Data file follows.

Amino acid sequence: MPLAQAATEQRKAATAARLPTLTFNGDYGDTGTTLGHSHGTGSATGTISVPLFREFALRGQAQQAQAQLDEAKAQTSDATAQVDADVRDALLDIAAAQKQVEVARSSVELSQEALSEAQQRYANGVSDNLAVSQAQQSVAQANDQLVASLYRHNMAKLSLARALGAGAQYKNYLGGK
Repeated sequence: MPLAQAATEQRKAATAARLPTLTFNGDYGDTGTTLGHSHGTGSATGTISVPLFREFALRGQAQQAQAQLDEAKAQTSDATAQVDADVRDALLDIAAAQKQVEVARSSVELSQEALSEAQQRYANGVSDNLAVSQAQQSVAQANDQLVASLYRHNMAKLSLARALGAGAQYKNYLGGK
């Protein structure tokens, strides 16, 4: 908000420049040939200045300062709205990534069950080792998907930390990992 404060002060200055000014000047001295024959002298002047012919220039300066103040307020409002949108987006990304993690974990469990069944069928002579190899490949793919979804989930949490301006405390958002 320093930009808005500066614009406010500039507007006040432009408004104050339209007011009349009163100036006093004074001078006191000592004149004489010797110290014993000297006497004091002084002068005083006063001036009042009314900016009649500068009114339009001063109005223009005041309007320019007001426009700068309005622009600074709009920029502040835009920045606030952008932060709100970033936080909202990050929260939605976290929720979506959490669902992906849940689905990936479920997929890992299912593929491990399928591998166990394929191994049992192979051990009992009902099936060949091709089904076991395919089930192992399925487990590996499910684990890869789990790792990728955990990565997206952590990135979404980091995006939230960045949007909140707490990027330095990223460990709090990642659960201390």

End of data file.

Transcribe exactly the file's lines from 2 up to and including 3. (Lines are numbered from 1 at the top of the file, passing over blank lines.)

Repeated sequence: MPLAQAATEQRKAATAARLPTLTFNGDYGDTGTTLGHSHGTGSATGTISVPLFREFALRGQAQQAQAQLDEAKAQTSDATAQVDADVRDALLDIAAAQKQVEVARSSVELSQEALSEAQQRYANGVSDNLAVSQAQQSVAQANDQLVASLYRHNMAKLSLARALGAGAQYKNYLGGK
């Protein structure tokens, strides 16, 4: 908000420049040939200045300062709205990534069950080792998907930390990992 404060002060200055000014000047001295024959002298002047012919220039300066103040307020409002949108987006990304993690974990469990069944069928002579190899490949793919979804989930949490301006405390958002 320093930009808005500066614009406010500039507007006040432009408004104050339209007011009349009163100036006093004074001078006191000592004149004489010797110290014993000297006497004091002084002068005083006063001036009042009314900016009649500068009114339009001063109005223009005041309007320019007001426009700068309005622009600074709009920029502040835009920045606030952008932060709100970033936080909202990050929260939605976290929720979506959490669902992906849940689905990936479920997929890992299912593929491990399928591998166990394929191994049992192979051990009992009902099936060949091709089904076991395919089930192992399925487990590996499910684990890869789990790792990728955990990565997206952590990135979404980091995006939230960045949007909140707490990027330095990223460990709090990642659960201390």